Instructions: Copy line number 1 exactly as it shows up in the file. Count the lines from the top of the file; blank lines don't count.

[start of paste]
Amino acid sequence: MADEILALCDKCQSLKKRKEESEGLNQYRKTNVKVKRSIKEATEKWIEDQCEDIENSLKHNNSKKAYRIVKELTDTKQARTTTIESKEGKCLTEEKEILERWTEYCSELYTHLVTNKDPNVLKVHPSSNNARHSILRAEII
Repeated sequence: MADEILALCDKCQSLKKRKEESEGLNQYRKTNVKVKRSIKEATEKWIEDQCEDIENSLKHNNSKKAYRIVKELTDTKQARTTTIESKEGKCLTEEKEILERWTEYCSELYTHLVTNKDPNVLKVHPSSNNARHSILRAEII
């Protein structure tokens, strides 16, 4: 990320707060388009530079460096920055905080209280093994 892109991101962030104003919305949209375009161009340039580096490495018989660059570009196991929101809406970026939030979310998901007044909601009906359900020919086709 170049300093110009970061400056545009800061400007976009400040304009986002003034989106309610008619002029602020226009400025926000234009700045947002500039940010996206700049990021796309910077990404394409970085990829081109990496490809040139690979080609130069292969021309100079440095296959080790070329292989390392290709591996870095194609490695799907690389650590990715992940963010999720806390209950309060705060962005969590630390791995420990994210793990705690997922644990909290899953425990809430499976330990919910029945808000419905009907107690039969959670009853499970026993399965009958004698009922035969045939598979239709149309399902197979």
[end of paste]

Amino acid sequence: MADEILALCDKCQSLKKRKEESEGLNQYRKTNVKVKRSIKEATEKWIEDQCEDIENSLKHNNSKKAYRIVKELTDTKQARTTTIESKEGKCLTEEKEILERWTEYCSELYTHLVTNKDPNVLKVHPSSNNARHSILRAEII